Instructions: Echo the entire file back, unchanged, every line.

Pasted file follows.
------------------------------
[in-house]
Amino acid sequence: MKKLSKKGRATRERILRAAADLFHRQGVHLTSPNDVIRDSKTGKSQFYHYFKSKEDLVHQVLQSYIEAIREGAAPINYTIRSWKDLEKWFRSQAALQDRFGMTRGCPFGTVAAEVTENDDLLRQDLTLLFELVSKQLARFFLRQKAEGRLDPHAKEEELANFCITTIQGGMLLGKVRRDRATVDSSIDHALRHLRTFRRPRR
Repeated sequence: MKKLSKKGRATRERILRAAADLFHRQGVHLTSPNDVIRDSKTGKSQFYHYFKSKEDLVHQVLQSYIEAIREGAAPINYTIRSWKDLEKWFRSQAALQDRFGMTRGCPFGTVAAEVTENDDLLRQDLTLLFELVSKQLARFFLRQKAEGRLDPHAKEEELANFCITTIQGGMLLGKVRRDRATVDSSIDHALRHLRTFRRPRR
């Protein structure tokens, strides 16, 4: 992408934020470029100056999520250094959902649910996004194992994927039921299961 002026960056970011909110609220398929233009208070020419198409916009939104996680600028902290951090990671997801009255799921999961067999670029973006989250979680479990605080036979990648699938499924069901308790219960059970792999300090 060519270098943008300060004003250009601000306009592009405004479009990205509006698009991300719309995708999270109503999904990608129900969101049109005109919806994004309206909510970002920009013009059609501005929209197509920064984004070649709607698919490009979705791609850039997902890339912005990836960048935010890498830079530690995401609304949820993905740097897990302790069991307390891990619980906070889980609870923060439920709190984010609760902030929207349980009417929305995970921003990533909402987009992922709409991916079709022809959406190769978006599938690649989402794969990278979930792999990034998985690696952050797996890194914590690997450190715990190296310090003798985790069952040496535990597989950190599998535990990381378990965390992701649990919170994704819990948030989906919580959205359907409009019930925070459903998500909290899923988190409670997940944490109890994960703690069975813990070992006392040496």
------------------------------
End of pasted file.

[in-house]
Amino acid sequence: MKKLSKKGRATRERILRAAADLFHRQGVHLTSPNDVIRDSKTGKSQFYHYFKSKEDLVHQVLQSYIEAIREGAAPINYTIRSWKDLEKWFRSQAALQDRFGMTRGCPFGTVAAEVTENDDLLRQDLTLLFELVSKQLARFFLRQKAEGRLDPHAKEEELANFCITTIQGGMLLGKVRRDRATVDSSIDHALRHLRTFRRPRR
Repeated sequence: MKKLSKKGRATRERILRAAADLFHRQGVHLTSPNDVIRDSKTGKSQFYHYFKSKEDLVHQVLQSYIEAIREGAAPINYTIRSWKDLEKWFRSQAALQDRFGMTRGCPFGTVAAEVTENDDLLRQDLTLLFELVSKQLARFFLRQKAEGRLDPHAKEEELANFCITTIQGGMLLGKVRRDRATVDSSIDHALRHLRTFRRPRR
């Protein structure tokens, strides 16, 4: 992408934020470029100056999520250094959902649910996004194992994927039921299961 002026960056970011909110609220398929233009208070020419198409916009939104996680600028902290951090990671997801009255799921999961067999670029973006989250979680479990605080036979990648699938499924069901308790219960059970792999300090 060519270098943008300060004003250009601000306009592009405004479009990205509006698009991300719309995708999270109503999904990608129900969101049109005109919806994004309206909510970002920009013009059609501005929209197509920064984004070649709607698919490009979705791609850039997902890339912005990836960048935010890498830079530690995401609304949820993905740097897990302790069991307390891990619980906070889980609870923060439920709190984010609760902030929207349980009417929305995970921003990533909402987009992922709409991916079709022809959406190769978006599938690649989402794969990278979930792999990034998985690696952050797996890194914590690997450190715990190296310090003798985790069952040496535990597989950190599998535990990381378990965390992701649990919170994704819990948030989906919580959205359907409009019930925070459903998500909290899923988190409670997940944490109890994960703690069975813990070992006392040496």